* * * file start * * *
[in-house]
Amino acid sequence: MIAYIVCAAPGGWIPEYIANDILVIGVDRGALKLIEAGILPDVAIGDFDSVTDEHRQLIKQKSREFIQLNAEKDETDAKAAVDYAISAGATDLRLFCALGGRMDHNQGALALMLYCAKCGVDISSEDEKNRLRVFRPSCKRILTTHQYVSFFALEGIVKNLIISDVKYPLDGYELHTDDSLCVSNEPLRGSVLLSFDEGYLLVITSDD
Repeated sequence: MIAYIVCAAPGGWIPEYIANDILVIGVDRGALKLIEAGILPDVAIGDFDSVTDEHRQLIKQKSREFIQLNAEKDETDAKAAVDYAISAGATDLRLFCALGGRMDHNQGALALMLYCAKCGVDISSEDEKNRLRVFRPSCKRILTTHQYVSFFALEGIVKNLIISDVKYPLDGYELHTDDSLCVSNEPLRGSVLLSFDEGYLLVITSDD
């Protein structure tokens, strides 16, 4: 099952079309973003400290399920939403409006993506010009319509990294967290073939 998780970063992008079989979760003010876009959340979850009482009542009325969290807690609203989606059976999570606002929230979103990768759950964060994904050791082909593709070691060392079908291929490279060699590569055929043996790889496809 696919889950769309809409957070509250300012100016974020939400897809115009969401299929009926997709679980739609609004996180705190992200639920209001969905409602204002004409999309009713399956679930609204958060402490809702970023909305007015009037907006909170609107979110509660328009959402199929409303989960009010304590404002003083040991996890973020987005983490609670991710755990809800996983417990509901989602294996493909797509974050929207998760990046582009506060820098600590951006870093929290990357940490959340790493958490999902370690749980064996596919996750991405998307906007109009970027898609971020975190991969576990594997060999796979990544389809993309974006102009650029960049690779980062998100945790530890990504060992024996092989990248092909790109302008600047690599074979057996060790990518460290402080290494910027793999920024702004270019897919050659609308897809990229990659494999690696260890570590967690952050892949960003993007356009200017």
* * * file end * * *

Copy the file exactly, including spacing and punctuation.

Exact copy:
[in-house]
Amino acid sequence: MIAYIVCAAPGGWIPEYIANDILVIGVDRGALKLIEAGILPDVAIGDFDSVTDEHRQLIKQKSREFIQLNAEKDETDAKAAVDYAISAGATDLRLFCALGGRMDHNQGALALMLYCAKCGVDISSEDEKNRLRVFRPSCKRILTTHQYVSFFALEGIVKNLIISDVKYPLDGYELHTDDSLCVSNEPLRGSVLLSFDEGYLLVITSDD
Repeated sequence: MIAYIVCAAPGGWIPEYIANDILVIGVDRGALKLIEAGILPDVAIGDFDSVTDEHRQLIKQKSREFIQLNAEKDETDAKAAVDYAISAGATDLRLFCALGGRMDHNQGALALMLYCAKCGVDISSEDEKNRLRVFRPSCKRILTTHQYVSFFALEGIVKNLIISDVKYPLDGYELHTDDSLCVSNEPLRGSVLLSFDEGYLLVITSDD
């Protein structure tokens, strides 16, 4: 099952079309973003400290399920939403409006993506010009319509990294967290073939 998780970063992008079989979760003010876009959340979850009482009542009325969290807690609203989606059976999570606002929230979103990768759950964060994904050791082909593709070691060392079908291929490279060699590569055929043996790889496809 696919889950769309809409957070509250300012100016974020939400897809115009969401299929009926997709679980739609609004996180705190992200639920209001969905409602204002004409999309009713399956679930609204958060402490809702970023909305007015009037907006909170609107979110509660328009959402199929409303989960009010304590404002003083040991996890973020987005983490609670991710755990809800996983417990509901989602294996493909797509974050929207998760990046582009506060820098600590951006870093929290990357940490959340790493958490999902370690749980064996596919996750991405998307906007109009970027898609971020975190991969576990594997060999796979990544389809993309974006102009650029960049690779980062998100945790530890990504060992024996092989990248092909790109302008600047690599074979057996060790990518460290402080290494910027793999920024702004270019897919050659609308897809990229990659494999690696260890570590967690952050892949960003993007356009200017």